When Neil Armstrong and Buzz Aldrin arrived on the Moon in 1969, the force that led them there was, above all, politics. Earlier in 1957, the launch of the Soviet satellite Sputnik 1 triggered the space race and accelerated the Apollo program to success. Now, NASA is preparing to send the astronauts back from the Earth's orbit, starting with the Moon and eventually reaching Mars. But this time it is not a competition and this time does not do it without help. Orion, the US ship that will lead the resurgence of personnel missions in space, has the collaboration of the European Space Agency (ESA), responsible for half of the construction. Missing just to test all the components together, Orion is today less than two years from his first trip and three or four years after his first human flight.
"The contest speeds up the projects, but cooperation allows them to happen," said Johann-Dietrich Wörner, CEO General of ESA, from a hangar at the Kennedy Space Center in Florida. A few meters behind him, a metallic cylinder of five meters in diameter and a few meters long is on the scaffolding. This is the new service mode of the Orion ship, which arrived last week in the United States in Bremen, Germany. There is the headquarters of Airbus Defense and Space, the Airbus division, which was responsible for building the device and paid for the trip from El Pais to Florida. According to Philippe Deloo, director of the Orion project in Europe, that toolkit is "one of ESA's best engineered parts".
The service module supplies the ship with air, electricity and propulsion among other vital functions and is one of Orion's two main components. The other is the crew cabin – the only reusable item – a truncated cone with a volume of 20 cubic meters and a capacity for six astronauts, built by Lockheed Martin and the American agency itself. "Historically, the United States has shown suspicions when it comes to delegating mission critical missions to other countries," said Jim Bridenstine, the NASA administrator, through the Space Center conference call (Washington DC to Florida A was canceled due to bad weather). "Now we have decided to collaborate on the big projects that no agency can do for themselves, I think it is a very positive change," he added.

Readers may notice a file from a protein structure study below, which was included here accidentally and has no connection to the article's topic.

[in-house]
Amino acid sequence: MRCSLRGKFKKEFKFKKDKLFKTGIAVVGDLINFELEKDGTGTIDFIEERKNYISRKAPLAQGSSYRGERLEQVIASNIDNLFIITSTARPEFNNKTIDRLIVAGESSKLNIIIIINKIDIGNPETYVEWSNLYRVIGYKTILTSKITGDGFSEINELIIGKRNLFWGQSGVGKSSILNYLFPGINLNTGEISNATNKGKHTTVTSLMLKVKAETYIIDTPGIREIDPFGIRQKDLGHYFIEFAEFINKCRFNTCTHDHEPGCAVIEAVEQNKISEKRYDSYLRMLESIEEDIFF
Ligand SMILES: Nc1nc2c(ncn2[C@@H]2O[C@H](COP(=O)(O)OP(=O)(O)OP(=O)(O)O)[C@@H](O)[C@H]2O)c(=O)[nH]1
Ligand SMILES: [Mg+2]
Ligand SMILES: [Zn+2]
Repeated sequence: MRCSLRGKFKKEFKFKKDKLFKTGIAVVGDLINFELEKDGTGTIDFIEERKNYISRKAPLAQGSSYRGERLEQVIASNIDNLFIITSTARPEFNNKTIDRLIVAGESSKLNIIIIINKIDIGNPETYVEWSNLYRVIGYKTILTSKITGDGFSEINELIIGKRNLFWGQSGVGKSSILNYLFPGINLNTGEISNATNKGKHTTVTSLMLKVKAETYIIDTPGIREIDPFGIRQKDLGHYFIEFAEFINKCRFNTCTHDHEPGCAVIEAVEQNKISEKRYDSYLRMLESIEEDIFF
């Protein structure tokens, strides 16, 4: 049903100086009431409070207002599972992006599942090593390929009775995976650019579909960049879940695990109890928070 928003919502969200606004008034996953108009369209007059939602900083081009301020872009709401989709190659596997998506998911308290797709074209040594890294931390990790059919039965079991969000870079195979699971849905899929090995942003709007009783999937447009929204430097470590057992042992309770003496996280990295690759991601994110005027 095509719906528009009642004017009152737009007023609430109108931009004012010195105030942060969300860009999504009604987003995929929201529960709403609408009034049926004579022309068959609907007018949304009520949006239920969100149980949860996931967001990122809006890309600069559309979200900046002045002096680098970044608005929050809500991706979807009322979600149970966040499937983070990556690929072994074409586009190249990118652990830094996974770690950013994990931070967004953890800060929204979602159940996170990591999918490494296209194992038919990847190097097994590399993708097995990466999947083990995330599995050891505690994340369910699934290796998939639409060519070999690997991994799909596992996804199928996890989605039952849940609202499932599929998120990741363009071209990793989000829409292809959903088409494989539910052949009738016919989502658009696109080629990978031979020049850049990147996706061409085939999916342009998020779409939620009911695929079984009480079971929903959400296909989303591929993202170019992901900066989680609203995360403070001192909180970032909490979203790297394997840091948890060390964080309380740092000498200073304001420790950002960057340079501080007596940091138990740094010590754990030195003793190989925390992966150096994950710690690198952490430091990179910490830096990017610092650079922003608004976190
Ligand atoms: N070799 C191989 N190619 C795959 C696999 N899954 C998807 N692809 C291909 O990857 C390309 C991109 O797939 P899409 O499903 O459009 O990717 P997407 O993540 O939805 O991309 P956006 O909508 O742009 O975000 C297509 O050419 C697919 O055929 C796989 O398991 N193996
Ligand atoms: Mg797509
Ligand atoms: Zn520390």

This week, with the Kennedy Space Center being assembled in both halves – the crew module and the crew module – the Orion spacecraft is born: the vehicle that will launch a new space exploration era, equipped in deep space. The goal of the United States is no longer to run for the first country to put the flag on the next solar system planet, but to develop a long-term "sustainable" exploration and research program. A program that will "make everyone else look small," according to Guillermo González, head of humanitarian missions mission control and, up to a year ago, head of control over the Orion project in Europe.
The new nautical is the heart of that plan. With this, the current generation of astronauts will travel in the moon's orbit, from where the robots will soon be able to control the surface of the satellite. This technology is already being tested with machines moving on the surface of the Earth under the control of astronauts from the international space station. Overall, space exploration approaches its age, when it will emancipate from the ground control rooms and begin to direct space operations.
Orion has no cargo as the space shuttles that orbit the International Space Station, but it has powerful engines that can take it out of the Earth's orbit. In the future, it will be able to pull components to build a space station that orbits the moon, and missions of the "monthly portal" will continue. "The Americans wanted to go to Mars," says Guillermo González. "They realized they could not go to 10 or 15 years. They will practice on the Moon and then go on Mars," he explains.
A few meters from the hangar, the vehicle that takes Orion off the Earth, a powerful rocket called SLS, is prepared in one of the world's most voluminous buildings. With a height of 100 meters and a load capacity of between 70 and 130 tonnes, it is stronger than any of the Apollo space shuttles or Saturn V missiles. In the summer of 2020, SLS will take off with Orion for its first unmanned mission, a three-week trip that will make the ship surround the dark side of the Moon. When he returns to Earth, the cabin (without crew) will be recovered, but the service module will be consumed in reentry. ESA and Airbus are already preparing a replacement to fly on their first crew mission scheduled for 2022.
Thanks to the NASA and ESA agreements initiated in 2011 for the Orion construction, Europe has extended its access to the International Space Station for the next few years. If European Member States agree, it is likely that collaboration will continue with the production of service modules for many other missions. "In the future, we expect you to order a lot of modules, for example four at a time," said Oliver Juckenhöfel, responsible for Orbital services and Airbus exploration. "Making them one by one will not be effective," he explains.
NASA's new space exploration program has suffered many delays, but there is no doubt that it will go further, with a stop on the moon for the next decade and, predictably, an arrival on Mars over the next decade. "You can see, you can taste it, you can touch it. We're leaving!" The narrator's voice passed a promotional video from NASA through the hangars of the Space Center.
Source: El País